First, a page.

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Buildings insurance is one of the two main types of home insurance and covers the cost of repairing or rebuilding the structure of your property if it’s damaged or destroyed due to fire,
flooding or theft. Buildings insurance is often sold as part of a combined home insurance policy that also includes home contents insurance.
Buildings insurance will provide cover for the structural elements of your home, such as the roof, ceilings, walls, floors, windows and doors, along with permanent fittings such as your kitchen and bathroom. Depending on the policy, it could also cover outdoor constructions such as garages and fences, as well as patios, drains, pipes and cables.
You will usually be covered for loss or damage caused by:
Buildings insurance will usually be a condition of the mortgage as the lender will require you to be covered to protect their investment.
It’s up to you whether you take out buildings insurance, but it’s a good idea to buy cover to ensure you won’t be left out of pocket if your property is damaged.
You are the owner of the building so it’s your responsibility to pay for any repairs – thus building insurance could be well worth having.
You won’t usually need buildings insurance as it’s your landlord’s responsibility, but it’s still worth taking out contents or tenants' insurance.
The owner of the freehold should already have buildings insurance in place. However, if you own the freehold, or a share of it, you’ll need to arrange your own cover.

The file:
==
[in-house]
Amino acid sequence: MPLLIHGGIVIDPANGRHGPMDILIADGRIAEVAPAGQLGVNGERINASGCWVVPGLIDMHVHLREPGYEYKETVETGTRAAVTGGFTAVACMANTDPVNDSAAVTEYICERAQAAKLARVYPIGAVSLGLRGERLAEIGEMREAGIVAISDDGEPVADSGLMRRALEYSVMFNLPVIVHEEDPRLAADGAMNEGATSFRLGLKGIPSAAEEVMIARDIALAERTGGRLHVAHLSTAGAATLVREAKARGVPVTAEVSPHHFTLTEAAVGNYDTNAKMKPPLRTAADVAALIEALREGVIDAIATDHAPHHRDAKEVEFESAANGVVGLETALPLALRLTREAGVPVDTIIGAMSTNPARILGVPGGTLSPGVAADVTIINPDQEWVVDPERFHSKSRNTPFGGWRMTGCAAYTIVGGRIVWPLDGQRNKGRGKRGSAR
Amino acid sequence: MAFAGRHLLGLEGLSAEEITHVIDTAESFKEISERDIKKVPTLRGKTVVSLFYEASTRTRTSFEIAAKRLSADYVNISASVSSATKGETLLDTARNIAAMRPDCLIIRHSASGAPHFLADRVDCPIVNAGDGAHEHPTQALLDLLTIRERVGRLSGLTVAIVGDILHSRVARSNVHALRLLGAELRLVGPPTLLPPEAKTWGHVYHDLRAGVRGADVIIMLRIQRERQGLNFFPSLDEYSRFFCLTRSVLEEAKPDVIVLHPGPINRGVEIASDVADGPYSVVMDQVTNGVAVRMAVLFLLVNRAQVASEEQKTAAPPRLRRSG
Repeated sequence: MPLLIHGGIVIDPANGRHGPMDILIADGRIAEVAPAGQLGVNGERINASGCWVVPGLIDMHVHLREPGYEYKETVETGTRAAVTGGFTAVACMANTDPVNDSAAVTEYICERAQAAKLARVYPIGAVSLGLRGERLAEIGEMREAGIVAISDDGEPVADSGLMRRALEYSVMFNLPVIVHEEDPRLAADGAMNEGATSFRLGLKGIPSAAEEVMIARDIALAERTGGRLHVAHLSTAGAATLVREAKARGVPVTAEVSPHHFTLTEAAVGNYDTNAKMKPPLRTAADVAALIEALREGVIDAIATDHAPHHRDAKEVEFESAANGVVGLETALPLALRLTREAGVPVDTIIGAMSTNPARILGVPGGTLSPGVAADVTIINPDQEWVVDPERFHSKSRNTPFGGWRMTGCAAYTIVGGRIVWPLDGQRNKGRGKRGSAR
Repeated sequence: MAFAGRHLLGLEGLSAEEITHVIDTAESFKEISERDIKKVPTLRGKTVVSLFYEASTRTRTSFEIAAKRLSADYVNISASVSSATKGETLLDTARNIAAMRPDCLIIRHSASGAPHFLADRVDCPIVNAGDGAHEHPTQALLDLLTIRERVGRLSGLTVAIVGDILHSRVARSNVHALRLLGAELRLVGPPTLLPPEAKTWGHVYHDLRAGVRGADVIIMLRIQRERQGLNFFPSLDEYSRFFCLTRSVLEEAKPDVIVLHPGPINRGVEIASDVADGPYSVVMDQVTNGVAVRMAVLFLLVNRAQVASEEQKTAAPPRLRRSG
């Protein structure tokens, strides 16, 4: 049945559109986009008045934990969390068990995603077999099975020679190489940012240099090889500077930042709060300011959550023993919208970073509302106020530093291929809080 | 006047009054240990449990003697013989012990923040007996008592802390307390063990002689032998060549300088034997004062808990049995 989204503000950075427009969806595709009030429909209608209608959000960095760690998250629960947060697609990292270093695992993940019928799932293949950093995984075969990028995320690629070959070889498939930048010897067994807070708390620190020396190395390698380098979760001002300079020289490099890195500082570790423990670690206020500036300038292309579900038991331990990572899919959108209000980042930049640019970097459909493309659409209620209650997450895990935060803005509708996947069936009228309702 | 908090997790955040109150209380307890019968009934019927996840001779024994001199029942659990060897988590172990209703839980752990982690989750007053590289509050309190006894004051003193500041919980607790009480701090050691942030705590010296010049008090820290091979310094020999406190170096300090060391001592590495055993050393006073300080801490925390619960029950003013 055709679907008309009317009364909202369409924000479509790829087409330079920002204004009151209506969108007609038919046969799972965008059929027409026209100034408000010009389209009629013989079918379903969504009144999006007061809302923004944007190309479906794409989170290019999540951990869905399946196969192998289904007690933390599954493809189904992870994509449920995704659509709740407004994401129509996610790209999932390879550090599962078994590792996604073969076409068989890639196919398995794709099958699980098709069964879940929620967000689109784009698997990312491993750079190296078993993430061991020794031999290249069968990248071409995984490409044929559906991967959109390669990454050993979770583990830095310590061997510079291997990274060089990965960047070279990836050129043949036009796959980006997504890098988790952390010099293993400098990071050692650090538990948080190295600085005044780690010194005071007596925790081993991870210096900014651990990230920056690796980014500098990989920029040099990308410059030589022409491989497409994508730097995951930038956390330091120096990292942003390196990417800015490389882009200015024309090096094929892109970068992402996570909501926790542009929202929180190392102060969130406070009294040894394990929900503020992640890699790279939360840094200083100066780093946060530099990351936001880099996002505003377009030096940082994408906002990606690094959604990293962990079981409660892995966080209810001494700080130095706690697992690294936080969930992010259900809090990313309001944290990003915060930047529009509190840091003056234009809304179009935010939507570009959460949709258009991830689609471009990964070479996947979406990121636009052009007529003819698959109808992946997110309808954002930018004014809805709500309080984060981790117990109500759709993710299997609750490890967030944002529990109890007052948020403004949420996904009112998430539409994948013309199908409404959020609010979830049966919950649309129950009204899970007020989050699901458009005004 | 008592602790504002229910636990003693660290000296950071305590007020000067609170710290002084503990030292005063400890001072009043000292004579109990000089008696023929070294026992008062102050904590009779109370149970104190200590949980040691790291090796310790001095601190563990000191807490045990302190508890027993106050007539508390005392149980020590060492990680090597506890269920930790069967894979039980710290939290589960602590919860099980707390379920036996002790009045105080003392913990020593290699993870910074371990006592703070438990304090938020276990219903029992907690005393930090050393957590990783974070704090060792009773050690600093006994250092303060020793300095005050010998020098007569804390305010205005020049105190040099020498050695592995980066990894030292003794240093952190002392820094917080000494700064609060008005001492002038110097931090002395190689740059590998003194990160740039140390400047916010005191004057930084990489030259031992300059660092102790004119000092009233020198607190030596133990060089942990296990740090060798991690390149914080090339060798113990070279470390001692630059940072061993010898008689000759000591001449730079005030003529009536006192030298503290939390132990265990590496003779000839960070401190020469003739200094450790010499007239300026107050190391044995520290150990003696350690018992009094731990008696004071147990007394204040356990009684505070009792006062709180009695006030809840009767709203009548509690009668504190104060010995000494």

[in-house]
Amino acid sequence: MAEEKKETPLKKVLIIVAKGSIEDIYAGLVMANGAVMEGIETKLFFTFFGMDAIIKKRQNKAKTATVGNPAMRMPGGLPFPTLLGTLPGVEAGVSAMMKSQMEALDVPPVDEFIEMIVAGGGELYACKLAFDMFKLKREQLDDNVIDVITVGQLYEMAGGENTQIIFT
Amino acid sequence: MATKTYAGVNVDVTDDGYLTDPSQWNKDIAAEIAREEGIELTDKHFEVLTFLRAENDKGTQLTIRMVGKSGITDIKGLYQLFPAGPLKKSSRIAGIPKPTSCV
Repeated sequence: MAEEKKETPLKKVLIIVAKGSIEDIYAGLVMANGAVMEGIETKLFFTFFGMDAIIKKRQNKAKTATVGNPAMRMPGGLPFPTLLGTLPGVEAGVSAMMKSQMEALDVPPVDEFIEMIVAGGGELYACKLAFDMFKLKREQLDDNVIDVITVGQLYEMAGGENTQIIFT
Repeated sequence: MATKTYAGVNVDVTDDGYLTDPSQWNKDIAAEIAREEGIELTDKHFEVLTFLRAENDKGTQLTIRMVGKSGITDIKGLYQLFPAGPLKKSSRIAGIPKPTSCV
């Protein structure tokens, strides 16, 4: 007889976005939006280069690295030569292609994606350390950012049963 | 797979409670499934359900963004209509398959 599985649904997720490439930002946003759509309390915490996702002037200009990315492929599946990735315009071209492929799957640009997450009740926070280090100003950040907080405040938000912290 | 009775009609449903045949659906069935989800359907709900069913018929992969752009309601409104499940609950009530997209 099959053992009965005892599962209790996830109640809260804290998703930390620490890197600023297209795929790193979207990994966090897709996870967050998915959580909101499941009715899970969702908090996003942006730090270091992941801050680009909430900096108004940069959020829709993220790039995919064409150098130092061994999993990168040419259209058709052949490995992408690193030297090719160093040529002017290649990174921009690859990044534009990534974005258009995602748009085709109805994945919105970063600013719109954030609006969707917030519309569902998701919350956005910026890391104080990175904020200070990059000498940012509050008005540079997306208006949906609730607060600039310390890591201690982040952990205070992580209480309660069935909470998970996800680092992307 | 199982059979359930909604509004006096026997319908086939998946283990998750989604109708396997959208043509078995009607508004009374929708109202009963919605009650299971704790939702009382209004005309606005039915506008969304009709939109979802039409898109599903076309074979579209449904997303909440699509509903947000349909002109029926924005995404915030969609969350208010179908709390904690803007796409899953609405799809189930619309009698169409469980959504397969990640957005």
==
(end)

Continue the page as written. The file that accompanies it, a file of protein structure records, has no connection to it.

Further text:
“If you're buying a property, buildings insurance will usually be a condition of your mortgage offer. But that doesn't mean you have to buy cover from your lender's preferred insurer - instead, you could save a tidy sum of money by shopping around and finding your own policy.”
Rachel Wait, Personal Finance Journalist
The cost of buildings insurance will depend on a number of factors such as:
A quick and easy way to find the best buildings insurance is to shop around and compare quotes – you could also earn up to £28 cashback.
Paying for your buildings insurance in one go each year will be cheaper than paying in monthly instalments. If you can’t afford to pay for your buildings insurance upfront, it could be worth considering a zero-interest purchase credit card to spread the cost interest-free over several months.
The excess is the amount you will need to pay towards the cost of any claim you make. Choosing a higher voluntary excess will reduce your premiums, but make sure you could still afford to pay it if you had to claim.
Insurers will often give you a discount if you combine both buildings insurance and contents insurance on the same policy.
Most buildings insurance policies won’t cover you for damage caused by rising damp or for condensation. If you have signs of rising damp, it’s best to get them checked out by a professional and also inform your insurer.
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When using the Compare service, you must take reasonable care to answer insurers' questions fully and accurately and if you volunteer other information, you must take reasonable care to ensure that the information is not misleading. If any information that you have provided changes before you take out your insurance, during the life of the policy or at renewal you must inform the insurer or broker of the change. If you deliberately or carelessly misrepresent any information in relation to this insurance, then your policy may not pay all, or part, of a claim and could in certain circumstances be avoided altogether.